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We need to get back to running the ball first and foremost...

Discussion in 'Chargers Fan Forum' started by Boltergeist, Nov 17, 2008.

  1. Boltergeist

    Boltergeist BoltTalker

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    It may not happen until after Norv is canned after the season....but we need to get back to playing some physical football and forcing the run onto opponents. We are getting KILLED in TOP and we are living and dying on a lot of low percentage passing on offense. From what I've seen the past couple of weeks, LT is not over the hill and not close to it. Our runblocking is atrocious and we have completely moved away from most of our bread and butter running plays that made this team into a juggernaught in 2006. Consider this little comparison between LT (in his worst year by far) and Turner...who many seem to wish was still our starting RB.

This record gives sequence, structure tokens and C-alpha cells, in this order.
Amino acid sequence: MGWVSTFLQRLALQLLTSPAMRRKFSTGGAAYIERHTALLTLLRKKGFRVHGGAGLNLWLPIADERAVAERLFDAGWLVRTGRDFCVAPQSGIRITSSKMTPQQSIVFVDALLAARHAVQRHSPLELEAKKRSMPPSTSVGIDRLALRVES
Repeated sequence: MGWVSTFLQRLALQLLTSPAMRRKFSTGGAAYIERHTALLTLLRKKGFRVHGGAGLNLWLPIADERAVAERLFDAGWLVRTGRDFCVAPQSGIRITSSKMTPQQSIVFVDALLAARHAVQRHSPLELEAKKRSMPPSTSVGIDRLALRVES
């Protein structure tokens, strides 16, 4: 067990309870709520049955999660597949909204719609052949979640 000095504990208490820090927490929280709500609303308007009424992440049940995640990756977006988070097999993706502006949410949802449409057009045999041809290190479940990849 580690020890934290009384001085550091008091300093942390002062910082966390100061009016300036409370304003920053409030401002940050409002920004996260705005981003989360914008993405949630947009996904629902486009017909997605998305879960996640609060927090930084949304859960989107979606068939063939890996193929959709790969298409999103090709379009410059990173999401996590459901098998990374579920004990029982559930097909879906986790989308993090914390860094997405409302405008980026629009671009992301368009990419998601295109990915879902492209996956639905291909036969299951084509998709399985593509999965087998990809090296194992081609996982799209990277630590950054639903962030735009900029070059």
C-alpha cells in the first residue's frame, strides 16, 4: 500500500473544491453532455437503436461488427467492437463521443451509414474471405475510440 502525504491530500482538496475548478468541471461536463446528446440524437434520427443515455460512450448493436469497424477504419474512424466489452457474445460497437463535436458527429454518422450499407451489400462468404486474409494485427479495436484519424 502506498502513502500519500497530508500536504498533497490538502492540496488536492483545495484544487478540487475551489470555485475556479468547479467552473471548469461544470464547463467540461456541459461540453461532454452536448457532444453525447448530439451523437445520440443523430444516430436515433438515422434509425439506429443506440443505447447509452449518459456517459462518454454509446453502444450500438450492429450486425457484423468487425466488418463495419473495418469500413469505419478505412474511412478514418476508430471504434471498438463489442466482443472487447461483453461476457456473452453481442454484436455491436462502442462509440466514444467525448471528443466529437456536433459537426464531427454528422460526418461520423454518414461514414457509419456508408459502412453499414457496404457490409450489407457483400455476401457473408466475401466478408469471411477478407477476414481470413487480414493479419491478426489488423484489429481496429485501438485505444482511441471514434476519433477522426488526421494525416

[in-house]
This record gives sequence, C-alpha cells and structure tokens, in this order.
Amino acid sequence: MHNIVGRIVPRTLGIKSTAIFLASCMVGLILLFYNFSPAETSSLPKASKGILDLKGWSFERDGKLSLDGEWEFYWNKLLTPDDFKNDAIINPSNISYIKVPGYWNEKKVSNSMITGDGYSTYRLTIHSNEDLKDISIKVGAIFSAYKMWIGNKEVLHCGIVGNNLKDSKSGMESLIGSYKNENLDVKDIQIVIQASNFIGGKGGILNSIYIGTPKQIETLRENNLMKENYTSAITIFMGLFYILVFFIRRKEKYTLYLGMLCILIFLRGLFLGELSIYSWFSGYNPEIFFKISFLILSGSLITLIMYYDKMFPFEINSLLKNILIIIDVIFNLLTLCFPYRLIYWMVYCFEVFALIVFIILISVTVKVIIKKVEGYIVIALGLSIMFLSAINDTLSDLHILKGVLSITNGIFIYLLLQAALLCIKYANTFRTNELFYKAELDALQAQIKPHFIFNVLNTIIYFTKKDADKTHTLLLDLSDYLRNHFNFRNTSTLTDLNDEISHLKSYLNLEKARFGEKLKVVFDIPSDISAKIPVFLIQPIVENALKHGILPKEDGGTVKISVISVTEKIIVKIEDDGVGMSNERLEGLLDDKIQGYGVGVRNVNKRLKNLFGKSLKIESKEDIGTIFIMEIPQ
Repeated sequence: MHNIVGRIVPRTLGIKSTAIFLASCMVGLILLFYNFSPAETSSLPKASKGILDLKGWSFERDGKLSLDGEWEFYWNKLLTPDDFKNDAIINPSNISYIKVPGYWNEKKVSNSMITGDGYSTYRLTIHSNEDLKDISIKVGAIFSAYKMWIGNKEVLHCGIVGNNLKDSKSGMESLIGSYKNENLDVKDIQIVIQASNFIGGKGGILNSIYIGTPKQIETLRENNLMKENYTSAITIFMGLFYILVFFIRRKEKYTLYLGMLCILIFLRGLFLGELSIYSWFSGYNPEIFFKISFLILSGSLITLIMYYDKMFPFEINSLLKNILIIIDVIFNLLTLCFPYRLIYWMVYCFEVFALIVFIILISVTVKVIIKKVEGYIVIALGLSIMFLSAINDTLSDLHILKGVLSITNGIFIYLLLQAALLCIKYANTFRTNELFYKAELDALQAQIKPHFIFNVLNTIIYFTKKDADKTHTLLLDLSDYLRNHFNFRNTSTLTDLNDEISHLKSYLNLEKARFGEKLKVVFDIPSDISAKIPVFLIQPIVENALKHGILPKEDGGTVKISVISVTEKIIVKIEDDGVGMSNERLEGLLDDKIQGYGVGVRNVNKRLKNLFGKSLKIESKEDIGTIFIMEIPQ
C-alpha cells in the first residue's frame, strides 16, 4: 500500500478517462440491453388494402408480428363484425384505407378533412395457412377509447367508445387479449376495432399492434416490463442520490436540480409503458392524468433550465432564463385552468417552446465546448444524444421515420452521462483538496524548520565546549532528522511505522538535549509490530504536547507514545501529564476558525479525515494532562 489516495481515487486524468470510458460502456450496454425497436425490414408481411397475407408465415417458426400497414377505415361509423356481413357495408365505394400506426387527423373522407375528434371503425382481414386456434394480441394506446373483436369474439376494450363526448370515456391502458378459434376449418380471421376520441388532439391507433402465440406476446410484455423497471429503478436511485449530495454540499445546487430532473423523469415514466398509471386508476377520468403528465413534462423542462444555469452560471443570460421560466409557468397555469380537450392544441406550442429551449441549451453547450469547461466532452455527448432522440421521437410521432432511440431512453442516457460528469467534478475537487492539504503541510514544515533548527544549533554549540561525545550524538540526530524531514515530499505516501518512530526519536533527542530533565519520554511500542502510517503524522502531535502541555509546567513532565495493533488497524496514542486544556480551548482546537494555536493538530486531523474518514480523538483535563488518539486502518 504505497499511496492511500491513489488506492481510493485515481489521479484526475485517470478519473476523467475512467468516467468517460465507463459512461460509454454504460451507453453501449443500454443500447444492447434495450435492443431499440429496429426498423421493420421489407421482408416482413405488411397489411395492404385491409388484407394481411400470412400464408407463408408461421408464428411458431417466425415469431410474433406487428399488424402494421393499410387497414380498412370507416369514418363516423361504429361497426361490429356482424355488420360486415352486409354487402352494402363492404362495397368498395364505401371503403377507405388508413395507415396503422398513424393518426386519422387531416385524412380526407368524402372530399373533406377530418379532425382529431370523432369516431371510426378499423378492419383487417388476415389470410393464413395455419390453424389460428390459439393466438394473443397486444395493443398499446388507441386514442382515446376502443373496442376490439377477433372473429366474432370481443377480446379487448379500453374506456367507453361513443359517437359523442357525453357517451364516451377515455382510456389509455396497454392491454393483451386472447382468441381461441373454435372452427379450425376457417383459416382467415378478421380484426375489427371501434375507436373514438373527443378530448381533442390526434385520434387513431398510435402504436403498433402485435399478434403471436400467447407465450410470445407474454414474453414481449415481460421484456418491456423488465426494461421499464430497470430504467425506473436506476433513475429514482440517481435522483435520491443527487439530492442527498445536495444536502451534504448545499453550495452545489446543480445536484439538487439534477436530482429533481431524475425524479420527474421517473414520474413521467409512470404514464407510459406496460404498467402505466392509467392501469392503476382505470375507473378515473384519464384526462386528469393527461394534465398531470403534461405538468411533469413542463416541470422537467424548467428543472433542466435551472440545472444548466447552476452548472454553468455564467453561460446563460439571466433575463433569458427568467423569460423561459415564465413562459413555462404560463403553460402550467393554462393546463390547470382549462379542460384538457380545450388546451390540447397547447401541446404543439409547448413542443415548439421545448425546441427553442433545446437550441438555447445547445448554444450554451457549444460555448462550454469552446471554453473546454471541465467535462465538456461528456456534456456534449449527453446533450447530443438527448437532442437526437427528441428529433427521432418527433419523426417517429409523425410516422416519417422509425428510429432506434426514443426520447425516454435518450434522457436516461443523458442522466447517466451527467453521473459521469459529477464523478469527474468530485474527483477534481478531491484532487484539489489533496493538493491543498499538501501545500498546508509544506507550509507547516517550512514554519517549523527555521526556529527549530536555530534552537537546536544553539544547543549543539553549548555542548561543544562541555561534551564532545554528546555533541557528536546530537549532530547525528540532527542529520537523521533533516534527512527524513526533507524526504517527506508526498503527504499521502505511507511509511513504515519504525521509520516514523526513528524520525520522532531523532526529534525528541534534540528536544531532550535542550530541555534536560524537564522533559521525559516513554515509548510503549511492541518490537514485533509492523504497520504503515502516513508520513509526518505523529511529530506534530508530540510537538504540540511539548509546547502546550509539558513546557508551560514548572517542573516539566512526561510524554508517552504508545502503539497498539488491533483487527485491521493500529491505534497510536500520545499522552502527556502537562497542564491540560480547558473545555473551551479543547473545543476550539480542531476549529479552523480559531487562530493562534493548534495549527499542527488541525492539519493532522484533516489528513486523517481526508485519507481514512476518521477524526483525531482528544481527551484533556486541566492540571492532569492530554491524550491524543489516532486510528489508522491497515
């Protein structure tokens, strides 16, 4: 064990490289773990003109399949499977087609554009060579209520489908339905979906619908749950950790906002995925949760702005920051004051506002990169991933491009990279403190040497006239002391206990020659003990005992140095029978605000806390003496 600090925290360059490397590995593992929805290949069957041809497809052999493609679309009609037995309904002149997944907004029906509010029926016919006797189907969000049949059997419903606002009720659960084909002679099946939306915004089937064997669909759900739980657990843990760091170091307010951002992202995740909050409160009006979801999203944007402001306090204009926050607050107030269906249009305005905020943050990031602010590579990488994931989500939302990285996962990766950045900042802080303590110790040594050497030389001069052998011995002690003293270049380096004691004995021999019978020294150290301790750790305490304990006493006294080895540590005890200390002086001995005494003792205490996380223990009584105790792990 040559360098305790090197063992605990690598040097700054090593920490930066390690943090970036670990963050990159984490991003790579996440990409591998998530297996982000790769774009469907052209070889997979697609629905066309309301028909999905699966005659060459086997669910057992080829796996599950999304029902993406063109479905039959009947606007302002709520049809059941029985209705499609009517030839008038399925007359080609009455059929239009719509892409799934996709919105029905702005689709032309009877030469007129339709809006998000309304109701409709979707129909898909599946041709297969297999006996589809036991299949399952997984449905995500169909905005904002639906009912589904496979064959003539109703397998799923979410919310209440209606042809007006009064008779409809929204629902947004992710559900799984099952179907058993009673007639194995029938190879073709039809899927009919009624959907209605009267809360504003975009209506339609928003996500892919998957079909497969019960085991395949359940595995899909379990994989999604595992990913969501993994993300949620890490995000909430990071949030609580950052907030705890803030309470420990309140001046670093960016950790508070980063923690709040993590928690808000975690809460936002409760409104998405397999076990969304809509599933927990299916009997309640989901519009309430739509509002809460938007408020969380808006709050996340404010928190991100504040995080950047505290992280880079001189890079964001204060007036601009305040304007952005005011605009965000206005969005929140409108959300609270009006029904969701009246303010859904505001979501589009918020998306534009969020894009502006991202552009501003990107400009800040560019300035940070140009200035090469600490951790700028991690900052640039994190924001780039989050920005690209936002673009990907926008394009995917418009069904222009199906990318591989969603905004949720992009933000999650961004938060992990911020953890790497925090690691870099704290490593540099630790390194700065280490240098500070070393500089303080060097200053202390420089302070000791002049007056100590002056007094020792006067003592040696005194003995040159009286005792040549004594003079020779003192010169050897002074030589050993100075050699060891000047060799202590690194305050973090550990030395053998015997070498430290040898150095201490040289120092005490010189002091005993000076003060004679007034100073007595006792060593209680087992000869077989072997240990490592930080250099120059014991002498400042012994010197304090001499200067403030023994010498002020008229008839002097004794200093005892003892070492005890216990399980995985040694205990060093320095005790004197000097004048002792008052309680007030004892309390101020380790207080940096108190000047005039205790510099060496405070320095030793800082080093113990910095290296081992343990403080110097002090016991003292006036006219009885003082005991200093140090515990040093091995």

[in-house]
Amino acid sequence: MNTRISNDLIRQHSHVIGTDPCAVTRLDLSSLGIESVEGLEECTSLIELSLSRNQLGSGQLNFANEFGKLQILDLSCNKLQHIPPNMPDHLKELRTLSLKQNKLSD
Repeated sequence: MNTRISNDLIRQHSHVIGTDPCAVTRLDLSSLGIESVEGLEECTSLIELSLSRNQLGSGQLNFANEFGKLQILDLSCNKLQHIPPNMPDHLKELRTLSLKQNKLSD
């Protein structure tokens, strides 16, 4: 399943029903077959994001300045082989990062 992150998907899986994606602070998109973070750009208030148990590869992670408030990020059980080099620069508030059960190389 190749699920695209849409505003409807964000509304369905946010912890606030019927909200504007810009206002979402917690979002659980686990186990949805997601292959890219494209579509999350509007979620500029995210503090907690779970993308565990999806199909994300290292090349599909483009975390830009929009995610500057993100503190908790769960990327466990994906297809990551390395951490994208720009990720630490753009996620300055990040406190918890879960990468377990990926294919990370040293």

Putting Turner in the Chargers current offense with the regression in run blocking vs. Atlanta's very good unit and his success would be pretty limited also....especially when you consider that Turner is no where near the receiving threat Tomlinson is....If we are going to get technical, Turner ran for the same YPC against an abyssmal run D as LT did against the league's best unit. Against the really good defenses Turner has played against, he has had YPC of: 3.0 against TB, 3.1 against Carolina, 2.2 against Chi, 3.4 against Philly. He has fattened up against the bad defenses. Turner also has 4 receptions on the year to Tomlinson's 36 and YFS is almost identical.


    This team should not be put on Philip Rivers' shoulders week in and week out. PR is light years ahead of where he was in 2006...but would much rather see a QB passing for a little over 3000 yards and minimizing INTs working behind a solid run game than an open offense throwing for 4000+ yards with a ton of TDs and INTs which is where we are headed....and has also helped us to a 4-6 record. LT is getting healthier and should have a minimum of 20 rushes per game....the norm for a starting running back to really get into a flow. He has only done this in 5 of 10 games so far and really only 2 in which he's been healthy if you count most of the Carolina game.